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Aurum conducts COVID-19 contact tracing

Aurum conducts COVID-19 contact tracing

After a medical doctor at an academic hospital in Gauteng tested positive for COVID-19, a team of Aurum staff were deployed to trace more than 300 patients who were possible contacts of the clinician.

Led by Professor Salome Charalambous, Aurum’s Deputy Chief Scientific Officer and a medical doctor, the team of 14 Aurum staff from multiple divisions, contributed to the national case finding effort. 

Nontobeko Ndlovu, a Medical Laboratory Scientist and Lungi Mbatha, an epidemiologist, both programme managers in Aurum’s research units, coordinated this work together with the Department of Health and National Institute of Communicable Diseases (NICD).

The team’s work involved calling more than 300 people and conducting telephonic screening for COVID-19, collecting nasopharyngeal and oropharyngeal swabs from symptomatic contacts, and screening immediate contacts of symptomatic patients. Asymptomatic contacts were counselled.

The team also conducted contact tracing of a smaller group within Aurum.

“The response from patients was very positive. Many were grateful that the Department of Health and the hospital (on whose behalf we were calling) were taking the initiative to track them and inform them of the possible exposure and ensure their safety. There was also a lot of concern and well wishes for the primary contact which was a moving display of humanity,” said Ndlovu.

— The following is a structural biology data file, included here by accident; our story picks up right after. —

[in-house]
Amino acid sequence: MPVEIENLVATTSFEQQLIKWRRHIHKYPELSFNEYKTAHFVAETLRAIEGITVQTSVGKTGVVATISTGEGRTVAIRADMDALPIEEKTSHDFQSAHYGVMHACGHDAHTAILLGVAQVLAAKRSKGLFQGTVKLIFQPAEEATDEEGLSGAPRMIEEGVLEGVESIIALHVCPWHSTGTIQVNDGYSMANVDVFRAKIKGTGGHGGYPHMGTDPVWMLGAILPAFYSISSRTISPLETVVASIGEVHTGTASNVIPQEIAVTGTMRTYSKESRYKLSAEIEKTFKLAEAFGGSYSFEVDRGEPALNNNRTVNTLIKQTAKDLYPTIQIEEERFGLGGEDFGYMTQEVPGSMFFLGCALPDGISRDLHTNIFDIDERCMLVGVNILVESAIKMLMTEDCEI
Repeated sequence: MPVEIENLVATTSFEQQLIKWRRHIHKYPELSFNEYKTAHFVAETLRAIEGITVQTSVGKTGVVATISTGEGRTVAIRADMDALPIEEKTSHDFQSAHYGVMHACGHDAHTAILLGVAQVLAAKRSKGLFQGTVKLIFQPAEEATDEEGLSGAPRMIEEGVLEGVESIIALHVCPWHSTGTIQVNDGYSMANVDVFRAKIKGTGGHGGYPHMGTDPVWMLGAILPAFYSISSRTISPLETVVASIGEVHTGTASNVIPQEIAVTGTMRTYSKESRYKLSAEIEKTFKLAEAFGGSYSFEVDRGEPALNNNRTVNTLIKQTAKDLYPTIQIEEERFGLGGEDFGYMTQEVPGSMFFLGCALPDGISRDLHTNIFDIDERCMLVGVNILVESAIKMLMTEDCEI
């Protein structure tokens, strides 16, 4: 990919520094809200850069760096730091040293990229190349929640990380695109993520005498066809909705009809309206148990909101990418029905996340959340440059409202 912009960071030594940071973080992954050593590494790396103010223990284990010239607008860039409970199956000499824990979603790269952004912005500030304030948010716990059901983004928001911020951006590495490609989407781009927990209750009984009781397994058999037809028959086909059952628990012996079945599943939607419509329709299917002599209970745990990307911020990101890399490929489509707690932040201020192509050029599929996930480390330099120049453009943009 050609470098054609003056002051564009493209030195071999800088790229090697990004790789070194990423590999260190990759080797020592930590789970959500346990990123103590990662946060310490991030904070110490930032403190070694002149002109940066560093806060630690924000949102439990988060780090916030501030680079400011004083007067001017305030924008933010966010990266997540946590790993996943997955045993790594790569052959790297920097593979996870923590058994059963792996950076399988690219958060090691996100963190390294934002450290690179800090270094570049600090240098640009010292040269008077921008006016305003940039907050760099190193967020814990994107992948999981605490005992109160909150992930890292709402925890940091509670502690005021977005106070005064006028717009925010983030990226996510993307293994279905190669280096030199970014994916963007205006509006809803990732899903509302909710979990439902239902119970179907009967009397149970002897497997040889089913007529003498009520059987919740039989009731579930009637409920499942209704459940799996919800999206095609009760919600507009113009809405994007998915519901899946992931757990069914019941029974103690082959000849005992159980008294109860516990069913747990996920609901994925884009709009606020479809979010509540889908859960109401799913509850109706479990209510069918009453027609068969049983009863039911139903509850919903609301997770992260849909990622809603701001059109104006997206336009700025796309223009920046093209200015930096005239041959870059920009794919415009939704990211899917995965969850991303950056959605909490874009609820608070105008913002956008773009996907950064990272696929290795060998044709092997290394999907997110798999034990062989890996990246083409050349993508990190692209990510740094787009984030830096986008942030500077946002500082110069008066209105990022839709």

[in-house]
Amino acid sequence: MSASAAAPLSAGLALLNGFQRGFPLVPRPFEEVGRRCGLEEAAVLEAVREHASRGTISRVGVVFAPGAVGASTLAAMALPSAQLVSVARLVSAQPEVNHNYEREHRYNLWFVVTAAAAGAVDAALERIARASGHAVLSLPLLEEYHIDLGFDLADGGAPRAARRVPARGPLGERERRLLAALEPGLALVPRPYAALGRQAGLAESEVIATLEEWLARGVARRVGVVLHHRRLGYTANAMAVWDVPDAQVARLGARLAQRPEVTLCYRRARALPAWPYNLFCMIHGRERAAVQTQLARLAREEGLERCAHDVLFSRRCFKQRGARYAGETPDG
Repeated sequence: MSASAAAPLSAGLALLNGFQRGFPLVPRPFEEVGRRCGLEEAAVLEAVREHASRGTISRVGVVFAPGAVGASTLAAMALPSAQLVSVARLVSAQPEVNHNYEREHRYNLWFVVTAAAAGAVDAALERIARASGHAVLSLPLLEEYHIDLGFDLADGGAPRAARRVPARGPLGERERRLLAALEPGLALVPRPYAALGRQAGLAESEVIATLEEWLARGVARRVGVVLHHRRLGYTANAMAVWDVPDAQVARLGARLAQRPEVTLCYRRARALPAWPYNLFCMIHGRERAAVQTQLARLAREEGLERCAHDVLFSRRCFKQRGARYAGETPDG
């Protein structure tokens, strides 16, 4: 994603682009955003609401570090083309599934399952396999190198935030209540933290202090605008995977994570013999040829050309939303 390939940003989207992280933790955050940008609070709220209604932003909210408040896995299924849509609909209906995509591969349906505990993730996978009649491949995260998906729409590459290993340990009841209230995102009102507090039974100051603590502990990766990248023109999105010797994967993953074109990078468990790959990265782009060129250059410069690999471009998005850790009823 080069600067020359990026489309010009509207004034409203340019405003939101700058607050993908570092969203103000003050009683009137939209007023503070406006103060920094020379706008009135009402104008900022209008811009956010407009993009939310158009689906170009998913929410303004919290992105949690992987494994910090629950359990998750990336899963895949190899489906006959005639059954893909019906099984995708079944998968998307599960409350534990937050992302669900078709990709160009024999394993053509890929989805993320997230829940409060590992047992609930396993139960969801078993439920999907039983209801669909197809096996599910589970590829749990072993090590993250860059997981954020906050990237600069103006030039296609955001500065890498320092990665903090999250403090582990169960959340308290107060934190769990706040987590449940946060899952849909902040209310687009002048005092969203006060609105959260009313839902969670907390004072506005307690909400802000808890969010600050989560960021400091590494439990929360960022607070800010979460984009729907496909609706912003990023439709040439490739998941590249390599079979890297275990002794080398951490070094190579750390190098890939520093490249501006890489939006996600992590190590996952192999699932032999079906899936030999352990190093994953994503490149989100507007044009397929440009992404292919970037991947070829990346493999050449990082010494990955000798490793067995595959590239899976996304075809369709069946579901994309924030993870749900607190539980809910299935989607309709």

The counselling involved allaying of fears using facts and guidelines from the World Health Organisation, the National Department of Health and NICD. “People were particularly relieved to hear that COVID-19 is not necessarily a death sentence, in fact the recovery rate is quite high,” said Ndlovu. We took the opportunity to share information and ensure that people know and are encouraged to take infection control measures and adhere to all safety regulations.

Ndlovu said they were now working on a journal article to contribute to the body of knowledge about COVID-19. “COVID came as a shock to everyone. As a health worker, research scientist and SA citizen, I am proud to be part of a high health impact organisation which is rising to the challenge brought on by this virus. And of course, as we navigate through this, we are ensuring the work on TB and HIV continues and in fact strengthened further due to the possible adverse effects of COVID-19, on progress made on TB and HIV care,” said Ndlovu.

 These are the members of this multi-disciplinary team.   

Prof Salome Charalambous: Medical Doctor and Chief Scientific Officer

Nontobeko Ndlovu: Medical Laboratory Scientist and Programme Manager

Lungile Mbatha: Epidemiologist and Programme Manager

Andrew Tlagadi: Medical Laboratory Scientist

Thobani Ntshiqa: Epidemiologist and Professional Nurse

Nontobeko Mokone: Professional Nurse and Community Psychologist

John Mdluli: Professional Nurse and Community Liaison Specialist

Keolebogile Ntshamane: Professional Nurse

Tebogo Ramphai: Professional Nurse

Fezeka Mboniswa: Social Scientist

Tanyaradzwa Dube: Social Scientist

Zithelo Zikalala: Community Liaison Officer

Samuel Tlhabakwane: Research Assistant

Samantha Naicker: Data Management

Naydene Slabbert: Data Management